I had a feeling once about Mathematics, that I saw it all—Depth beyond depth was revealed to me—the Byss and the Abyss. I saw, as one might see the transit of Venus—or even the Lord Mayor's Show, a quantity passing through infinity and changing its sign from plus to minus. I saw exactly how it happened and why the tergiversation was inevitable: and how the one step involved all the others. It was like politics. But it was after dinner and I let it go!

WINSTON CHURCHILL, My Early Life: A Roving Commission

If you will not fight for the right when you can easily win without bloodshed; if you will not fight when your victory will be sure and not too costly; you may come to the moment when you will have to fight with all the odds against you and only a precarious chance of survival. There may even be a worse case. You may have to fight when there is no hope of victory, because it is better to perish than to live as slaves.

WINSTON CHURCHILL, The Second World War, Volume I: The Gathering Storm

Socialism is the philosophy of failure, the creed of ignorance and the gospel of envy.

WINSTON CHURCHILL, speech at the Scottish Unionist Conference, Perth, Scotland, May 28, 1948

We are all worms. But I do believe I am a glow-worm.

WINSTON CHURCHILL, attributed, Winston Churchill as I Knew Him (Violet Bonham-Carter, 1965)

Success is not final, failure is not fatal: it is the courage to continue that counts.

WINSTON CHURCHILL, Winston Churchill's Great Quotation Book: From Alamein to Zest for Life

I have not become the King’s First Minister in order to preside over the liquidation of the British Empire.

WINSTON CHURCHILL, speech at Lord Mayor's Luncheon, Mansion House, London, Nov. 10, 1942

The Times is speechless, and takes three columns to express its speechlessness.

WINSTON CHURCHILL, speech at Kinnaird Hall, Dundee, Scotland, May 14, 1908

If you're going through hell, keep going.

WINSTON CHURCHILL, Winston Churchill's Great Quotation Book: From Alamein to Zest for Life

The forces of progress clash with those of reaction.

WINSTON CHURCHILL, The Story of the Malakand Field Force

We are masters of the unsaid words, but slaves of those we let slip out.

WINSTON CHURCHILL, Winston Churchill's Great Quotation Book: From Alamein to Zest for Life

I am going to tell you something you must not tell to any human being. We have split the atom. The report of the great experiment has just come in. A bomb was let off in some wild spot in New Mexico. It was only a thirteen-pound bomb, but it made a crater half a mile across. People ten miles away lay with their feet towards the bomb; when it went off they rolled over and tried to look at the sky. But even with the darkest glasses it was impossible. It was the middle of the night, but it was as if seven suns had lit the earth; two hundred miles away the light could be seen. The bomb sent up smoke into the stratosphere... It is the Second Coming. The secret has been wrested from nature.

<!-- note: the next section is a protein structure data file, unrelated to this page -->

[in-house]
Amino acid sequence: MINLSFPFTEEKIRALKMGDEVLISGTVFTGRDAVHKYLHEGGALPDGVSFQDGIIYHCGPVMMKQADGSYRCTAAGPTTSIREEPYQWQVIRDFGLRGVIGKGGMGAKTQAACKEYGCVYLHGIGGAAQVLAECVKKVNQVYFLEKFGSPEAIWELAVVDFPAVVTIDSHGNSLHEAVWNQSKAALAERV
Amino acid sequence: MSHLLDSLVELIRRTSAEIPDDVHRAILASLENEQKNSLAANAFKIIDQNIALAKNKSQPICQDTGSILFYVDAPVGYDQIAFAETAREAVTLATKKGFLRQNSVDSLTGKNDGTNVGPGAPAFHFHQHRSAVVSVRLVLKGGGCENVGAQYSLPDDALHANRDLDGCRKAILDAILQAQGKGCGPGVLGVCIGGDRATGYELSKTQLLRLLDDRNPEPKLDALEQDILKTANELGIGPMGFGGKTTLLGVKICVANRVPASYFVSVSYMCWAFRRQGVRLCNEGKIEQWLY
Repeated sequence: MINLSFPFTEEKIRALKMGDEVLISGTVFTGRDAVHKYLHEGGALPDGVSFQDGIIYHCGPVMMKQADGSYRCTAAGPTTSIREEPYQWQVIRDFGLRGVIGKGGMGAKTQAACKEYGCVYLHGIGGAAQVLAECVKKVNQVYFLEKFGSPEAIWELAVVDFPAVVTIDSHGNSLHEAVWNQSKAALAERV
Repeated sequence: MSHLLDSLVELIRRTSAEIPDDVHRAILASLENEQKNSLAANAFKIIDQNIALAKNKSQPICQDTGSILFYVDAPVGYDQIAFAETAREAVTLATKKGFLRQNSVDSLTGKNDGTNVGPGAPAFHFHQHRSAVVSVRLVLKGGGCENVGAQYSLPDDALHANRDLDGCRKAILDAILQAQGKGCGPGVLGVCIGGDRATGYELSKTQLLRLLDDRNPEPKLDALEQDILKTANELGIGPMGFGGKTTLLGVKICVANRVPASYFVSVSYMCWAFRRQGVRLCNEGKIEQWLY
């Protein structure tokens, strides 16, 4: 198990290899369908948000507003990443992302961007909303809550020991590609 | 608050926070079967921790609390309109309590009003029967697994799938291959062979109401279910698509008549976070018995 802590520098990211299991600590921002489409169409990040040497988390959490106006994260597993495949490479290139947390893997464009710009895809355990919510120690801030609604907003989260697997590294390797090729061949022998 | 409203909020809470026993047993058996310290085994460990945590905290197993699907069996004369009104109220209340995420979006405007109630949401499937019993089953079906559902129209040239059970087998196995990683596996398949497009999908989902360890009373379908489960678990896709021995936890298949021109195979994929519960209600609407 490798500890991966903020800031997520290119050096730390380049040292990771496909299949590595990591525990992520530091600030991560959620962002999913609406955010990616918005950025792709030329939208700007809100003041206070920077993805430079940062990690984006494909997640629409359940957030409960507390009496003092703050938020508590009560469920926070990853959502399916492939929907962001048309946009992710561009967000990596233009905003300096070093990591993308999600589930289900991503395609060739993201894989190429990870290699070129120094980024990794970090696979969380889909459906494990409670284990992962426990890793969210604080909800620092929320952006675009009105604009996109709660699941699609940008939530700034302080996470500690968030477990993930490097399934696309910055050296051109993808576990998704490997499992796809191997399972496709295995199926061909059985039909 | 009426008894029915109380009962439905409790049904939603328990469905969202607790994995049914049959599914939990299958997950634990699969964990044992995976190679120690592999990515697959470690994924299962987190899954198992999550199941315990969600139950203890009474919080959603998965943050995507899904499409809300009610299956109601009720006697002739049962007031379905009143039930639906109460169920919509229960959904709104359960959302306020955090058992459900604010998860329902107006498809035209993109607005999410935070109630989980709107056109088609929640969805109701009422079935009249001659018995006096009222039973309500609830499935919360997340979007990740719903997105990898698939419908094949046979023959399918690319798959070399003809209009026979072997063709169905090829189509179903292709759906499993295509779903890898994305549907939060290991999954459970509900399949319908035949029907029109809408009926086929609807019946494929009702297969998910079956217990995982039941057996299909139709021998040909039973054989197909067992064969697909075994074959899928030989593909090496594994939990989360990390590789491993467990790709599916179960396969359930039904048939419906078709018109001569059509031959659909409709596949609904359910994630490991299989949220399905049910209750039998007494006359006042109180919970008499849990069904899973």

WINSTON CHURCHILL, to his doctor, Lord Moran, Jul. 23, 1945, attributed, Winston Churchill: The Struggle for Survival (Moran, 1968)

Always remember, however sure you are that you could easily win, that there would not be a war if the other man did not think he also had a chance.

WINSTON CHURCHILL, My Early Life: A Roving Commission

We contend that for a nation to try to tax itself into prosperity is like a man standing in a bucket and trying to lift himself up by the handle.

WINSTON CHURCHILL, Young Statesman

The power of the Executive to cast a man into prison without formulating any charge known to the law, and particularly to deny him the judgment of his peers, is in the highest degree odious and is the foundation of all totalitarian government whether Nazi or Communist.

WINSTON CHURCHILL, attributed, In The Highest Degree Odious: Detention Without Trial in Wartime Britain

The price of greatness is responsibility.

WINSTON CHURCHILL, speech at Harvard University, September 6, 1943

Nothing can be more abhorrent to democracy than to imprison a person or keep him in prison because he is unpopular. This is really the test of civilization.

WINSTON CHURCHILL, letter to Home Secretary Herbert Morrison, November 21, 1943

Britain and France had to choose between war and dishonour. They chose dishonour. They will have war.

WINSTON CHURCHILL, to Neville Chamberlain in the House of Commons after the Munich accords, 1938